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Diabetes (Mellitus, Type 1 and Type 2) (cont.)

Diabetes Diagnosis

Doctors use special tests in diagnosing diabetes and also in monitoring blood sugar level control in known people with diabetes.

The health care professional will take a history including information about the patient's symptoms, risk factors for diabetes, past medical problems, current medications, allergies to medications, family history of diabetes, or other medical problems such as high cholesterol or heart disease, and personal habits and lifestyle.

A number of laboratory tests are available to confirm the diagnosis of diabetes.

Finger stick blood glucose: This is a rapid screening test that may be performed anywhere, including community-based screening programs.

  • Although a not as accurate as testing the patient's blood in the hospital laboratory, a fingerstick blood glucose test but is easy to perform, and the result is available right away.
  • The test involves sticking the patient's finger for a blood sample, which is then placed on a strip. The strip goes into a machine that reads the blood sugar level. These machines are only accurate to within about 10% to 20% of true laboratory values.
  • Fingerstick blood glucose values tend to be most inaccurate at very high or very low levels, so this test is only a preliminary screening study. Fingerstick is the way most people with diabetes monitor their blood sugar levels at home.

Fasting plasma glucose: The patient will be asked to eat or drink nothing for 8 hours before having blood drawn (usually first thing in the morning). If the blood glucose level is greater than or equal to 126 mg/dL (without eating anything), they probably have diabetes.

  • If the result is abnormal, the fasting plasma glucose test may be repeated on a different day to confirm the result, or the patient may undergo an oral glucose tolerance test or a glycosylated hemoglobin test (often called "hemoglobin A1c") as a confirmatory test.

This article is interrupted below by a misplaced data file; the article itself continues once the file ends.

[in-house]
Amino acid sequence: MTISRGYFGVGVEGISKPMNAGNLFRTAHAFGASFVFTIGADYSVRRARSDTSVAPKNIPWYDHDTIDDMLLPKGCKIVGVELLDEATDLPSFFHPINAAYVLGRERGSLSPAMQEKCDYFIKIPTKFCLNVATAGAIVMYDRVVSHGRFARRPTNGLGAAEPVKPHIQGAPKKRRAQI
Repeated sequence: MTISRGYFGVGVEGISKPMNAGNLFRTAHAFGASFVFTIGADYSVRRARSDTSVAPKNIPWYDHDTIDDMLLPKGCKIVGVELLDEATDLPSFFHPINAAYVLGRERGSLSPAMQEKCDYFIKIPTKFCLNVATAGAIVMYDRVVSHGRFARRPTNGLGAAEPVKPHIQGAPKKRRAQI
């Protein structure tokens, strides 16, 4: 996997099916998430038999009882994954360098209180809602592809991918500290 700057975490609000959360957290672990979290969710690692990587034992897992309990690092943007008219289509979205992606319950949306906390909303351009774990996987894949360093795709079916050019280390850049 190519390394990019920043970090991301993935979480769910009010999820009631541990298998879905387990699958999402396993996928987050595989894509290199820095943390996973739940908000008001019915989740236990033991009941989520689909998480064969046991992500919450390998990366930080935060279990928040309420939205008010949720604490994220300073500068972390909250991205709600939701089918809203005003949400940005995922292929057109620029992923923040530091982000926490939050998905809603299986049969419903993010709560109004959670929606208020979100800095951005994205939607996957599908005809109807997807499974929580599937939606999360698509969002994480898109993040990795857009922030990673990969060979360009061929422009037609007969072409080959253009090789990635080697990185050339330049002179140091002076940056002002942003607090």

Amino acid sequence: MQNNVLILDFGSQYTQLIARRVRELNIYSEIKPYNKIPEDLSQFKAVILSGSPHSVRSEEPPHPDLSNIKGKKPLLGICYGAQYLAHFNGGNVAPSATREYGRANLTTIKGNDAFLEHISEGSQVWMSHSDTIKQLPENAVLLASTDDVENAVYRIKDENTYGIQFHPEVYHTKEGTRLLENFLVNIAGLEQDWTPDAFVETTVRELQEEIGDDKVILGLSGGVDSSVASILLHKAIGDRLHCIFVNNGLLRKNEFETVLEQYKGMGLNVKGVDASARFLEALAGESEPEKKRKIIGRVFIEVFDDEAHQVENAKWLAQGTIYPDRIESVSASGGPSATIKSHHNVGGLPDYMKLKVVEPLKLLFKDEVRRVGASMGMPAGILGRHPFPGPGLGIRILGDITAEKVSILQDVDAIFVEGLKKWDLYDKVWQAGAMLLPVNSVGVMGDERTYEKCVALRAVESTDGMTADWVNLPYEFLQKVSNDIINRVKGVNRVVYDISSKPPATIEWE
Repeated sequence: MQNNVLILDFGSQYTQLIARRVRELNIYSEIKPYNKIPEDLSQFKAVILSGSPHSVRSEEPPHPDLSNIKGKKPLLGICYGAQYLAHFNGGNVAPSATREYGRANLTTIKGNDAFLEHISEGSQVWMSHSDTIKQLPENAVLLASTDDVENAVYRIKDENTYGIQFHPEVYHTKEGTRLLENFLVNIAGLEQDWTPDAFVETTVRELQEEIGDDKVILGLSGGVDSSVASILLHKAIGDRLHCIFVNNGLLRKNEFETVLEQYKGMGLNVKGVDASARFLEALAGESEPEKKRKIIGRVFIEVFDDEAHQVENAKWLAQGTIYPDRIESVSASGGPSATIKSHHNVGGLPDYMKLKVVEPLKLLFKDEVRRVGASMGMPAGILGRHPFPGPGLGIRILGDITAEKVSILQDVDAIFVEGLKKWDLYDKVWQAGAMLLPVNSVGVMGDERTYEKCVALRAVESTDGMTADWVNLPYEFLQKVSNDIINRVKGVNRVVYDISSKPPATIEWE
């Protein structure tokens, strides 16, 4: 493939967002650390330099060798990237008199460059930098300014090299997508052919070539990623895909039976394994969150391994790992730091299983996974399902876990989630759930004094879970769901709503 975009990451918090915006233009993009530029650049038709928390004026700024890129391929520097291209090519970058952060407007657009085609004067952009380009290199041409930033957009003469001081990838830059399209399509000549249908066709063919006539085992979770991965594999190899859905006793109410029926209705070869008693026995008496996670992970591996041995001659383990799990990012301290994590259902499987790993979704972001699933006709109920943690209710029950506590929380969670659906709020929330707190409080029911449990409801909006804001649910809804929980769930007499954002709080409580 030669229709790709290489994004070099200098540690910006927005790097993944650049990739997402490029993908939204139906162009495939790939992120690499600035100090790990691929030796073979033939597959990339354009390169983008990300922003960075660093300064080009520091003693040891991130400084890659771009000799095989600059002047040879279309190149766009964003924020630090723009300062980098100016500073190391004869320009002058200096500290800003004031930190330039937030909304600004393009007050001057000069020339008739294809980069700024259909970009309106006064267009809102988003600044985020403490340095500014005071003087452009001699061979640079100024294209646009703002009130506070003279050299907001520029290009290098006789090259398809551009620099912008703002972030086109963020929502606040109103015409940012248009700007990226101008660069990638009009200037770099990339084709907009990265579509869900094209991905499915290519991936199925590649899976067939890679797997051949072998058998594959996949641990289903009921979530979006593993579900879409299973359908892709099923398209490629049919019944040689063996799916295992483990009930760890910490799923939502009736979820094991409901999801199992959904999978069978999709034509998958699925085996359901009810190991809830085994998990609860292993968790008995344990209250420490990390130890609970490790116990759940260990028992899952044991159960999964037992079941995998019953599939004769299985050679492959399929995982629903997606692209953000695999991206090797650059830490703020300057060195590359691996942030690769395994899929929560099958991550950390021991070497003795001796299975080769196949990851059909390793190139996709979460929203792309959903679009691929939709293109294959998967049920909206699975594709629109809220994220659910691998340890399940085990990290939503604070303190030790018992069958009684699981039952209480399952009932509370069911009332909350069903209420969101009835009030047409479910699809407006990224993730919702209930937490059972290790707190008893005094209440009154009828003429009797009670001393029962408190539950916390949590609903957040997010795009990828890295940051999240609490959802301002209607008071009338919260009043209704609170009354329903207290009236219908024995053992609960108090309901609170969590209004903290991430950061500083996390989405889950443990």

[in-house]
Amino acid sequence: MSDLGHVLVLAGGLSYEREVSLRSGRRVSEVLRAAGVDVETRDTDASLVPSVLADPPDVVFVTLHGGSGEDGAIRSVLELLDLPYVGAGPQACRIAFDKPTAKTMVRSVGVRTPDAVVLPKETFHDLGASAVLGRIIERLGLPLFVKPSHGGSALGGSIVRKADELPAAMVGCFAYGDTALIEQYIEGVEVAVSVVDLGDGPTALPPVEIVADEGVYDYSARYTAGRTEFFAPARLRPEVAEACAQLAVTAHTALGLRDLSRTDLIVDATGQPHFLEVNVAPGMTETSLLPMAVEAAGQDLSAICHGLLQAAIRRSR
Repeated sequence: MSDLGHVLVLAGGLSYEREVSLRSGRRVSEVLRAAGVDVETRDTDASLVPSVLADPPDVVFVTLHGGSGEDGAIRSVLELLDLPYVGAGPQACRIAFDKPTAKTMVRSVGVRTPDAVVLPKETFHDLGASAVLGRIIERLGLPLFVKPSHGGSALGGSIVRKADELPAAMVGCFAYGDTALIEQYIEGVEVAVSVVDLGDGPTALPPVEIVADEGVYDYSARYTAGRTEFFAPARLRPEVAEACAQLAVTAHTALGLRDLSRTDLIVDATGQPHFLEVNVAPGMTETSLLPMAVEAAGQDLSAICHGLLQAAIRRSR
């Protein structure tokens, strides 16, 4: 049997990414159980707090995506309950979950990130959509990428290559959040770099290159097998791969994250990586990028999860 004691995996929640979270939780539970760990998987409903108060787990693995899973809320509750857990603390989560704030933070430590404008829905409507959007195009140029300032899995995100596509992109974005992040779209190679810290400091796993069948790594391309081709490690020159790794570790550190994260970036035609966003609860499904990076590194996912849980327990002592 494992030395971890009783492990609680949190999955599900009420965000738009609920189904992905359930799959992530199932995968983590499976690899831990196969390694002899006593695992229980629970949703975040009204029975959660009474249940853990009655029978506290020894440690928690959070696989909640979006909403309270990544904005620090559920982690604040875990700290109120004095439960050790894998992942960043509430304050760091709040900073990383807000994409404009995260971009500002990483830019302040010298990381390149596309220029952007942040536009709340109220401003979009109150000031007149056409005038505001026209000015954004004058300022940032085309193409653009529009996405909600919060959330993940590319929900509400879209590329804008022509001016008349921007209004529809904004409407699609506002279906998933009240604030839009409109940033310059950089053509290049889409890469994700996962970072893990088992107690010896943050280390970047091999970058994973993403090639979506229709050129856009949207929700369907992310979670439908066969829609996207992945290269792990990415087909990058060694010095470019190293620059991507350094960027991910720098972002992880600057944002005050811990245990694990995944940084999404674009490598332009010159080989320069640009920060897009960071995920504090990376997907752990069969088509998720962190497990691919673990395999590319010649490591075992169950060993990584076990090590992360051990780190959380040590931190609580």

• If fasting plasma glucose level is greater than 100 but less than 126 mg/dL, then the patient has what is called impaired fasting glucose, or IFG. This is considered to be prediabetes. These patients do not have diabetes, but they are at high risk of developing diabetes in the near future.

Oral glucose tolerance test: This test involves drawing blood for a fasting plasma glucose test, then drawing blood for a second test at two hours after drinking a very sweet drink containing up to 75 grams of sugar.

  • If the blood sugar level after the sugar drink is greater than or equal to 200 mg/dL, the patient has diabetes.
  • If the blood glucose level is between 140 and 199, then the patient has impaired glucose tolerance (IGT), which is also a prediabetic condition.

Glycosylated hemoglobin or hemoglobin A1c: This test is a measurement of how high the blood sugar levels have been over approximately the last 120 days (the average life-span of the red blood cells on which the test is based).

  • Excess blood glucose hooks itself on to the hemoglobin in red blood cells and stays there for the life of the red blood cell.
  • The percentage of hemoglobin that has had excess blood sugar attached to it can be measured in the blood. The test involves having a small amount of blood drawn.
  • A hemoglobin A1c test is the best measurement of blood sugar control in people known to have diabetes. A hemoglobin A1c result of 7% or less indicates good glucose control. A result of 8% or greater indicates that blood sugar levels are too high, too much of the time.
  • The hemoglobin A1c test is the best test for diabetes follow-up care, than to diagnose diabetes. Still, a hemoglobin A1c result greater than 6.1% is highly suggestive of diabetes. Generally, a confirmatory test would be needed before diagnosing diabetes.
  • The hemoglobin A1c test is generally measured about every 3 to 6 months for people with known diabetes, although it may be done more frequently for people who are having difficulty achieving and maintaining good blood sugar control.
  • This test is not used for people who do not have diabetes or are not at increased risk of diabetes.
  • Normal values may vary from laboratory to laboratory, although an effort is under way to standardize how measurements are performed.
Medically Reviewed by a Doctor on 4/3/2014

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